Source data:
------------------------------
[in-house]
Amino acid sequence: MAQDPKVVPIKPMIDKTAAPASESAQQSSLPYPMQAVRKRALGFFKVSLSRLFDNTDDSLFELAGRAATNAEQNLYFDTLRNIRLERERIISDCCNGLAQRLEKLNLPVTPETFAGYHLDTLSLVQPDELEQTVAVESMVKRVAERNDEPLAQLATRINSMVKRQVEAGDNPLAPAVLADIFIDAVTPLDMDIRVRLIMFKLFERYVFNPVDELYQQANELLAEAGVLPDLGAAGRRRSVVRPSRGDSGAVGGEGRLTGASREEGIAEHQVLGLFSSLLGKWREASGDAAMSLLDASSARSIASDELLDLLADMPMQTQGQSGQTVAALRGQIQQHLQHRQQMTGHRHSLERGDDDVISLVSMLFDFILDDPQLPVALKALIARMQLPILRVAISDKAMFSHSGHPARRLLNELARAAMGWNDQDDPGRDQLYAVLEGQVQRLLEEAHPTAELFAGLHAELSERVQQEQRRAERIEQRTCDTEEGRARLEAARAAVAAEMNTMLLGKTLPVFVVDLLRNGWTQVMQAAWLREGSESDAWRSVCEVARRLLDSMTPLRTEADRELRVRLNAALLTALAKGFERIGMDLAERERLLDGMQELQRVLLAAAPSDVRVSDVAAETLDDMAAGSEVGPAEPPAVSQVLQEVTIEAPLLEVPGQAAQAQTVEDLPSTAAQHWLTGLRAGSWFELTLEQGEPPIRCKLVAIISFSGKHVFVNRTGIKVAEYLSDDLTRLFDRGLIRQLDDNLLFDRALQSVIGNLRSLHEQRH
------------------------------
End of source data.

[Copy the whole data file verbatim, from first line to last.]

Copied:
[in-house]
Amino acid sequence: MAQDPKVVPIKPMIDKTAAPASESAQQSSLPYPMQAVRKRALGFFKVSLSRLFDNTDDSLFELAGRAATNAEQNLYFDTLRNIRLERERIISDCCNGLAQRLEKLNLPVTPETFAGYHLDTLSLVQPDELEQTVAVESMVKRVAERNDEPLAQLATRINSMVKRQVEAGDNPLAPAVLADIFIDAVTPLDMDIRVRLIMFKLFERYVFNPVDELYQQANELLAEAGVLPDLGAAGRRRSVVRPSRGDSGAVGGEGRLTGASREEGIAEHQVLGLFSSLLGKWREASGDAAMSLLDASSARSIASDELLDLLADMPMQTQGQSGQTVAALRGQIQQHLQHRQQMTGHRHSLERGDDDVISLVSMLFDFILDDPQLPVALKALIARMQLPILRVAISDKAMFSHSGHPARRLLNELARAAMGWNDQDDPGRDQLYAVLEGQVQRLLEEAHPTAELFAGLHAELSERVQQEQRRAERIEQRTCDTEEGRARLEAARAAVAAEMNTMLLGKTLPVFVVDLLRNGWTQVMQAAWLREGSESDAWRSVCEVARRLLDSMTPLRTEADRELRVRLNAALLTALAKGFERIGMDLAERERLLDGMQELQRVLLAAAPSDVRVSDVAAETLDDMAAGSEVGPAEPPAVSQVLQEVTIEAPLLEVPGQAAQAQTVEDLPSTAAQHWLTGLRAGSWFELTLEQGEPPIRCKLVAIISFSGKHVFVNRTGIKVAEYLSDDLTRLFDRGLIRQLDDNLLFDRALQSVIGNLRSLHEQRH